40+ years of building some of the most durable, fishable boats on the water.

For over 40 years, PlayCraft has built some of the most durable, fishable boats on the water. But we’re always looking ahead for new ways to build the best boats for you.

That’s why we’ve added scores of design, performance, and comfort features to our new lineup of PlayCraft boats, including all-composite construction, modern instrumentation, updated graphics, redesigned seating, and more. Best of all, we put that three decades of experience, refinement, and innovation into every PlayCraft boat.

Whether you’re a seasoned tournament professional or a “rookie” weekend angler, we build boats that give you a distinct advantage when you’re driving down the lake, taming a big river, or trolling the back of a reclusive cove. You’ll feel confident in your PlayCraft every time you hit rough water, make a fast run back to the weigh-in, or land the first keeper of the day.

If you’re looking for your next boat, it’s time you put in with the best: PlayCraft Boats. Because the best just keeps getting better.

2015 PDB Hall Of Fame Inductee

Jim Dorris – Founder and Owner of Playcraft Boats

At a young age, Jim Dorris fell in love with boating and it has been his passion ever since. After high school, Jim joined the National Guard, followed by a brief stint as a student at a local junior college before deciding school wasn’t for him. In 1968 he began building MonArk boats in Arkansas and in 1972 relocated to Missouri to work for Appleby Aluminum Boats, which at the time was the largest aluminum boat builder in the country. Jim sharpened his skills at Appleby for a little over a year before officially starting his own boat-building company, Charger Boats, in 1974.

After his first 20 years of successfully building boats, Jim began brainstorming on combining the comfort of a pontoon boat with performance. “I was getting a little older, but I still wanted to go fast and run with the big boys,” recalls Jim. “So we developed the Hydrotoon that would later be known as our Powertoon.”

Jim did more than just dream; he triggered the concept of performance pontoons when he first entered the Ozark Shootout in 1995 with a newly engineered Hydrotoon. Carrying a small-block 350, extra cross members and at the time those mysterious Rac-R-Fins welded to the tubes to help lift the boat, the pontoon went 46.8 mph and stole a lot of attention away from other performance boats that year.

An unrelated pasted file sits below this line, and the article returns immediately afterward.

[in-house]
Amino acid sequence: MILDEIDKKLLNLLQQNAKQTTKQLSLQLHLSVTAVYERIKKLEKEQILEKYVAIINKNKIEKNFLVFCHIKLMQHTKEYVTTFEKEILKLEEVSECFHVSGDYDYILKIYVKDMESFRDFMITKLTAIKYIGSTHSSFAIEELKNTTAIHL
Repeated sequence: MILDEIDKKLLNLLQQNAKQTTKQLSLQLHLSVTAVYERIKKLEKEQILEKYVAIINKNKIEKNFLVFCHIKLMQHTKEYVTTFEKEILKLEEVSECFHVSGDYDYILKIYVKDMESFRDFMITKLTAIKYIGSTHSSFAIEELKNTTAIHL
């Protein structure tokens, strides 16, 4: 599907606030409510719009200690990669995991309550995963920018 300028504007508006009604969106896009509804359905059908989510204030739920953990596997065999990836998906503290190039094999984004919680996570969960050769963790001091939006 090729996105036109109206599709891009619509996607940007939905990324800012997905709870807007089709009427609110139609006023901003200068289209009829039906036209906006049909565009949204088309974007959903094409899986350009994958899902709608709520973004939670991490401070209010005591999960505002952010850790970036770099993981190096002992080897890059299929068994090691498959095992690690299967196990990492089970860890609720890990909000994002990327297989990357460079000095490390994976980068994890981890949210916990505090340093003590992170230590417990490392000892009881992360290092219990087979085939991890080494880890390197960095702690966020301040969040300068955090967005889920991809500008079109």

It didn’t take PlayCraft long to begin establishing pontoon speed records, but it was surprising how quickly Jim continued to break those records year after year with even faster production models. It was in 2001 at Mercury’s Lake X in Flordia that he set the record at the time wight an unheard of speed of 81 mph and in 2010 it was PlayCraft who was the first to top the 100 mph mark.

His claim to fame will always be speed and his legacy in the pontoon industry really began in 1995 with that Powertoon design that truly changed the pontoon industry.

“We’re responsible for the performance pontoon,” says Jim. “We’ve taken the pontoon to a different level. With the Powertoon we gave consumers a pontoon that would perform more like a runabout. We live in the Show-Me State and we showed others what pontoon boats were truly caple of when no one else was doing it.”

While speed and performance are what Jim is best known for in the boating industry, it’s his connection with his family and those who have helped him get where he is today that is the most important to him.

“My wife Carolyn who puts up with me, my family, my employees, and all of my associates are what matter the most, ” says Jim. “We have guys who have been with me 40 plus years and it’s amazing how hard they are to replace. You can’t find quality workers like you could 25 years ago. We wouldn’t be who we are today without the Ozark craftsmen who build our boat.”

While Jim loves to be innovative and he may be the best know for his role in introducing performance pontoons, it really just comes down to the fact that hs simply loves boating.